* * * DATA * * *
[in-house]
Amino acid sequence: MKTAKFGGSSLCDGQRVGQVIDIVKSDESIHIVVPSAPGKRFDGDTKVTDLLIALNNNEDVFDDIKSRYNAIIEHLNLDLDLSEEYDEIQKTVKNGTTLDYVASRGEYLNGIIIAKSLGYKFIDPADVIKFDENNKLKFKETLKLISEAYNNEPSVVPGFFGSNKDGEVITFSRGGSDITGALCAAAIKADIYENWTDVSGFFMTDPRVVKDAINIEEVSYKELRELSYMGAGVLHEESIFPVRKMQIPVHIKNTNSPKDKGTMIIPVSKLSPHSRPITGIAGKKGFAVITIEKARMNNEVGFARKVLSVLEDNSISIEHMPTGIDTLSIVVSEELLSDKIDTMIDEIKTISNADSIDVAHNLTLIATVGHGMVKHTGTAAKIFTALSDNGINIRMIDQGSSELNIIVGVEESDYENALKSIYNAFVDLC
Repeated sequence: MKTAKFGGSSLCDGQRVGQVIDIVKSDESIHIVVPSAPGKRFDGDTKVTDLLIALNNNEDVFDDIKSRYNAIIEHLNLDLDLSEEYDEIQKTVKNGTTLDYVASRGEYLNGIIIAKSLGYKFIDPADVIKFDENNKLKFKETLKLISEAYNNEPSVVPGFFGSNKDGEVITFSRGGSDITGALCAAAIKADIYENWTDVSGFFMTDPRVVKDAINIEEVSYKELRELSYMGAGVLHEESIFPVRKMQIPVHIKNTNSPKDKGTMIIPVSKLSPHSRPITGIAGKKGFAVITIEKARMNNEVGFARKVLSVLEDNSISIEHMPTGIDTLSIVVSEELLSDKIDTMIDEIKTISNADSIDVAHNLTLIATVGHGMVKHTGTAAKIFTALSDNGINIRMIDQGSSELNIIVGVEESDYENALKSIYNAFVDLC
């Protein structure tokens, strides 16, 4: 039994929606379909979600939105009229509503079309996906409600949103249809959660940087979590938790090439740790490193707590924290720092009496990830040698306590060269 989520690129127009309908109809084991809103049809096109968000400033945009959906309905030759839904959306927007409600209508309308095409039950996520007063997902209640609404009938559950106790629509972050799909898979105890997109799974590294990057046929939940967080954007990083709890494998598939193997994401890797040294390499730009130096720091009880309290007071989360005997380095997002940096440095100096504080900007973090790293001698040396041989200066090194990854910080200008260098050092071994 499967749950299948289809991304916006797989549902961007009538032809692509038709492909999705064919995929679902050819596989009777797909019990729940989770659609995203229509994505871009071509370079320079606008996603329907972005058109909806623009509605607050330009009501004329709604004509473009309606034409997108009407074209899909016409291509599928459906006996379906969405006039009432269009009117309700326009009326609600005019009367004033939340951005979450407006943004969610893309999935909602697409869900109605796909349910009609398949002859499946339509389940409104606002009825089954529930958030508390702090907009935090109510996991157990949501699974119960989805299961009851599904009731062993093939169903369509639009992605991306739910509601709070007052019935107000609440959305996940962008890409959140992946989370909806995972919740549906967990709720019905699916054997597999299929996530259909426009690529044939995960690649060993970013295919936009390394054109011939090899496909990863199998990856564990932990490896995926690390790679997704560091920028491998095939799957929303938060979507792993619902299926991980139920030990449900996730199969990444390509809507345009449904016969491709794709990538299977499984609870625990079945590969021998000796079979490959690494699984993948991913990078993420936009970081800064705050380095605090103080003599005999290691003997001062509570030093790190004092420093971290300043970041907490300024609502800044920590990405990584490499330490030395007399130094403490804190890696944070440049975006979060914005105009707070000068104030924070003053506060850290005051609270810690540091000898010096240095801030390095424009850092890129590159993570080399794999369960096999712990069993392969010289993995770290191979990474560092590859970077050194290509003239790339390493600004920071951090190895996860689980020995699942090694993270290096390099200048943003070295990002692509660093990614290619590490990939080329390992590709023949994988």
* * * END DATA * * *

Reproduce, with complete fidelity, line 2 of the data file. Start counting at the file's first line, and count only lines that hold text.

Amino acid sequence: MKTAKFGGSSLCDGQRVGQVIDIVKSDESIHIVVPSAPGKRFDGDTKVTDLLIALNNNEDVFDDIKSRYNAIIEHLNLDLDLSEEYDEIQKTVKNGTTLDYVASRGEYLNGIIIAKSLGYKFIDPADVIKFDENNKLKFKETLKLISEAYNNEPSVVPGFFGSNKDGEVITFSRGGSDITGALCAAAIKADIYENWTDVSGFFMTDPRVVKDAINIEEVSYKELRELSYMGAGVLHEESIFPVRKMQIPVHIKNTNSPKDKGTMIIPVSKLSPHSRPITGIAGKKGFAVITIEKARMNNEVGFARKVLSVLEDNSISIEHMPTGIDTLSIVVSEELLSDKIDTMIDEIKTISNADSIDVAHNLTLIATVGHGMVKHTGTAAKIFTALSDNGINIRMIDQGSSELNIIVGVEESDYENALKSIYNAFVDLC